“Stay at home” is undoubtedly the statement of 2020. But all that staying at home also has an effect on our homes. Everything came to a halt during the lockdown. Afterwards, there was a rush on real estate resulting in an overheated market. What's next? This is the key question of our podcast with Filip Dewaele, CEO of Dewaele real estate, Véronique Goossens, Head of Research at the Belfius Economic Studies Department, and Davy Demuynck, CEO of ION.
Real estate prices increased after the lockdown. In the third quarter, a house in Flanders cost on average 5.5% more than last year. For apartments, the increase was even 6%. Do you feel the prices are soaring?
Filip: “Contrary to our expectations, there was a lot of interest in real estate after the lockdown. People have had time to think about it, talk about it, and prepare. And when there are a lot of buyers, prices will go up.”
Davy: “Shortly after the lockdown, we saw a decline in sales for some of our projects, while for other projects, we saw sharply rising figures. Demand was especially high for second homes on the coast and investment real estate in a limited price category. In particular, there has been a decline in the sales of off-plan development projects. But as a company, you can’t change the market. We mainly think about the future and the types of products we should develop to meet the demand. ”
Véronique: “There has obviously been a rush. We anticipate that the real estate market will start a cooling-down period this fall, but we don’t think that house prices will fall sharply. People are experiencing more fears. Fear of the virus, fear of losing their jobs, etc.
That’s why we are still anticipating a price drop of half a percent this year. We are not expecting a major decline because various factors are supporting the market very well. On the one hand, borrowing is very cheap because of the extremely low interest rates. On the other hand, there is a massive housing shortage. The baby-boom generation wants to stay longer in their own homes, and the number of single-parent families is increasing.
Davy: “I think it only has a limited impact because eventually, it comes down to affordability. Your wallet decides what you can afford. We’ve been focusing on high-quality housing with spacious terraces for years. Apartments with limited private outdoor areas are more affordable. In recent years, we have been putting major efforts into public spaces. We make sure that our large-scale projects have pleasant settings with green surroundings. I do want to emphasize affordability. In recent years, people were able to afford the rising prices because of low-cost financing. The interest rates just kept dropping. I agree with the people around this table that we can expect a relative shift from home buying to home rental.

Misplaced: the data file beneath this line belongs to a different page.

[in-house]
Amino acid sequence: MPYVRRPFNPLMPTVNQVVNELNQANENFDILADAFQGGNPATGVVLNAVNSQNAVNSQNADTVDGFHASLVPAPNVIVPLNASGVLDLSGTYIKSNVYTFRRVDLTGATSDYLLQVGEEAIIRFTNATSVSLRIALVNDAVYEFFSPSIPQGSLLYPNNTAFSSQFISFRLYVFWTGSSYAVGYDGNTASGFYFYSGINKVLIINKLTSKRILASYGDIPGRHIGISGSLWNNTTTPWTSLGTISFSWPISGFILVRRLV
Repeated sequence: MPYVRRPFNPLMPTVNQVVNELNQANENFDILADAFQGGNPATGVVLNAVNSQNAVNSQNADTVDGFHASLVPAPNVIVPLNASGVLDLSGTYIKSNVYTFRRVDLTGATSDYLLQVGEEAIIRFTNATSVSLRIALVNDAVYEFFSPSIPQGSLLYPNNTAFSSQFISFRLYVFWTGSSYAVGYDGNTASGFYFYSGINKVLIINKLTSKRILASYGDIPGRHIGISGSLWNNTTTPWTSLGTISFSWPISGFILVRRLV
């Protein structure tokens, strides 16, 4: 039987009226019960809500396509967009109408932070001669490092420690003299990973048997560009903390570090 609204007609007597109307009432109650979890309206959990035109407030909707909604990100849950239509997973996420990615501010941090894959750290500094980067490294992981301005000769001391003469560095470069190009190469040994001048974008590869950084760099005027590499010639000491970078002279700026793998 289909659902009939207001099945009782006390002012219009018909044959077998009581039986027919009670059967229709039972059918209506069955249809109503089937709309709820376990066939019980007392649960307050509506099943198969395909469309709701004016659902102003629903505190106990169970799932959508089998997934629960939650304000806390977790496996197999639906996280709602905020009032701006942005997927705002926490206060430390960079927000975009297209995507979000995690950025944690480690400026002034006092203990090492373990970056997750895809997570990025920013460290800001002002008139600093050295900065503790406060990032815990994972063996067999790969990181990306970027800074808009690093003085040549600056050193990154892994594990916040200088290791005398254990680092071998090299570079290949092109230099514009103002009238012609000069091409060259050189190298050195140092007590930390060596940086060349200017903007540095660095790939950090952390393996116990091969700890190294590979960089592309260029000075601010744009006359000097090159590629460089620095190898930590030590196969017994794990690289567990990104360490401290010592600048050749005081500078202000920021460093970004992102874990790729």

Traditionally, Belgium has been a buyers' market, but we’re now approaching a situation in which 30% will have to rent. I believe that this will increase to 50% in the coming years. We believe there are advantages of focusing on rental property, which will still be in demand. There are still investors who have confidence in real estate, so long as you can provide them with a full-service solution. Many people have bad experiences with rental properties because they have to solve any problems themselves. Various players are responding to this by providing full-service solutions to investors.
Filip: “The rental market is indeed growing. This is due to budgetary aspects, but the government has also played a role. In the past, the government relied on home-ownership to solve pension issues. But to be able to increase labor mobility, you need more people renting. This will help to solve traffic congestion problems because tenants can move closer to their work. Politicians have already made that switch. It was one of the reasons for last year’s abolition of the home bonus.”
Véronique: “Although the rental market will remain buoyant, I believe an increase to 50% is an overestimation. I cannot see it evolving that strongly, but many young people are indeed finding it hard to buy a home. On the other hand, young people are a lot more flexible. They readily switch between types of jobs and activities, take career breaks, and so on.
Filip: It is true that young people are flexible when renting in big cities. But as soon as they settle down and start families, they will go back to being true Flemings with ‘traditional homes.’ A switch to 50% renters won’t happen overnight. But the trend of more owners than renters has been totally reversed.